Bernard a bath in a washtub. Just the idea conjures
up images of soap and water everywhere. This is the
kind of photograph that is explicit, and when the
quality is good, it transmits the message effortlessly.
the message is strong and emotional. The
photographer has a particular feeling he or she wishes
to bring out in the reader. This is the type of picture
that moved Congress to pass laws prohibiting child
labor (fig. 1-2).
subject. Once the originator of an assignment
provides the photographer with an idea of the kind of
pictures desired, it is up to you, as the photographer,
to perform the necessary research.
transparencies? What are the size requirements of the
pictures, as well as in what publication, if any, will
they be used? Where is each photograph to be
used--as a cover by itself or in connection with other
photographs for a story? Will the prints be used in an
exhibition or placed on display somewhere"?
research will provide the necessary details you need to
plan the shooting and to bring together all the
necessary elements of the photographs.
be simple. When you produce feature pictures, you
must work carefully and take time to consider and
evaluate your approach. Unlike a news assignment, a
feature picture assignment permits you to exercise
more control over the situation. You are better able
to control the subject, lighting, and composition.
leading lines, and the foreground and background
must be controlled to best tell the story. When the
picture elements are arranged, you must think of what
is included, what is missing, and what is suggested.
and subject selection are significant. Imaginative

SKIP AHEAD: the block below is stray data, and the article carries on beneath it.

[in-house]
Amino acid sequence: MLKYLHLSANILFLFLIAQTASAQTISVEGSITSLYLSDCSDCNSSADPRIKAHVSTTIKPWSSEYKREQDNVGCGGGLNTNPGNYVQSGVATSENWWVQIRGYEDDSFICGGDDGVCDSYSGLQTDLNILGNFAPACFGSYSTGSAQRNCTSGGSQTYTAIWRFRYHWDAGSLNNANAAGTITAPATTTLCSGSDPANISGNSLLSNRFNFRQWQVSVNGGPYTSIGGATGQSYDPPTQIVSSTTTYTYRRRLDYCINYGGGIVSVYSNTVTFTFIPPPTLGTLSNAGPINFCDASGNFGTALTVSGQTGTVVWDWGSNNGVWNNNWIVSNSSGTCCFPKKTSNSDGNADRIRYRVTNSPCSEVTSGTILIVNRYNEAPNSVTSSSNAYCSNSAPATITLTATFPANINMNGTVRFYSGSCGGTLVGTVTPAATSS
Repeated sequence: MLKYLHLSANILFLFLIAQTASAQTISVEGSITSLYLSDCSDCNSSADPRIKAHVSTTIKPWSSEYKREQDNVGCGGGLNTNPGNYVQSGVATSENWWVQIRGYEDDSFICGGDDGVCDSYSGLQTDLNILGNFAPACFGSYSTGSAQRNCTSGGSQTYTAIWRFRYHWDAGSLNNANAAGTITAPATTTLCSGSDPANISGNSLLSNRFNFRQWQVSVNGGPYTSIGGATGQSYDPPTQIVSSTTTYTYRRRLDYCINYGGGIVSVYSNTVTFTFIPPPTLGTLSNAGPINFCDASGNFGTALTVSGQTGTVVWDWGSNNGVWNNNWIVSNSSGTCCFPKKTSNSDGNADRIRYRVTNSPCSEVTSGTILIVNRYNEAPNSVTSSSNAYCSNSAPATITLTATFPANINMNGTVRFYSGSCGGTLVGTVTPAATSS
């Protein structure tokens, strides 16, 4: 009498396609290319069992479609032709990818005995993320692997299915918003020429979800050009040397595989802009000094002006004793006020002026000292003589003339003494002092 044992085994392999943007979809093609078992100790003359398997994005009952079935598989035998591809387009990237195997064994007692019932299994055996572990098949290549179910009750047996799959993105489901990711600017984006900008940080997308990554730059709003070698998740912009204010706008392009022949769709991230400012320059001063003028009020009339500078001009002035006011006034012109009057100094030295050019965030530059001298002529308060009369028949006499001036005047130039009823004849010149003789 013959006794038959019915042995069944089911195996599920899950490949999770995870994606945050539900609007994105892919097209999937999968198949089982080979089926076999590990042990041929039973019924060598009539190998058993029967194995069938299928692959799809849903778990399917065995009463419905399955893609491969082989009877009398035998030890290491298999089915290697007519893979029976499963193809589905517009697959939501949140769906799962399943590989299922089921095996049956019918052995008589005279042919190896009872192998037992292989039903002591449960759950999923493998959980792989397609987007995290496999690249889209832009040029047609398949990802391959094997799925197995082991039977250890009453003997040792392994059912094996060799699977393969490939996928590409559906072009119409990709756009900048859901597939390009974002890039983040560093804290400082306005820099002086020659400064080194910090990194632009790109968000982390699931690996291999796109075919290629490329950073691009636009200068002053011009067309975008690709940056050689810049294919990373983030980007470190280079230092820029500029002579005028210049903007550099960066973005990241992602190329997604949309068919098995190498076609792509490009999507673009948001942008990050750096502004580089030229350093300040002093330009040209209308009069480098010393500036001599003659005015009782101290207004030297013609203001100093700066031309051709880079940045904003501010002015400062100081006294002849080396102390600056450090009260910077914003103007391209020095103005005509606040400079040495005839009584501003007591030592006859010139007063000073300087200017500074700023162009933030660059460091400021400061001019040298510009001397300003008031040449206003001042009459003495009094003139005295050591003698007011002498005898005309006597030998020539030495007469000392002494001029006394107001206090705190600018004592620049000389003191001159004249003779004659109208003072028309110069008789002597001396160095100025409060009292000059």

lighting can be used to create a mood. Many
photographers take full advantage of fast lenses and
fast film to use available light.
perspective with various focal-length lenses. The
camera position is also important. You can use a
distant panoramic shot to set the scene and a closeup
shot to emphasize significant detail. Shooting from a
low camera angle adds stature to the subject. A high
flash and fast-shutter speeds can "freeze" action and
"stop" what is too fast for the eye to see. By using
the right application of slow-shutter speeds, you can
blur moving objects, giving an illusion of movement
to your pictures. Time exposures of moving lights
create motion patterns, as does panning the camera
with the subject. The serious photojournalist also
skillfully controls depth of field.
This means that the print must have full highlight and
shadow detail. The print must be of proper density,
never so light or so dark that it loses detail. Contrast
should always be normal, unless the subject matter
requires higher or lower contrast. Printing in a
newspaper, book, or magazine tends to increase the
A display print, on the other hand, is viewed directly
and does not go through the lithographic process.
But, here again, the best possible print must be made
with detail in highlights and shadows. It must have
proper contrast and density and be dust- and spot-free.
It is important for you to know how the photograph is
going to be viewed
Advanced Photography Course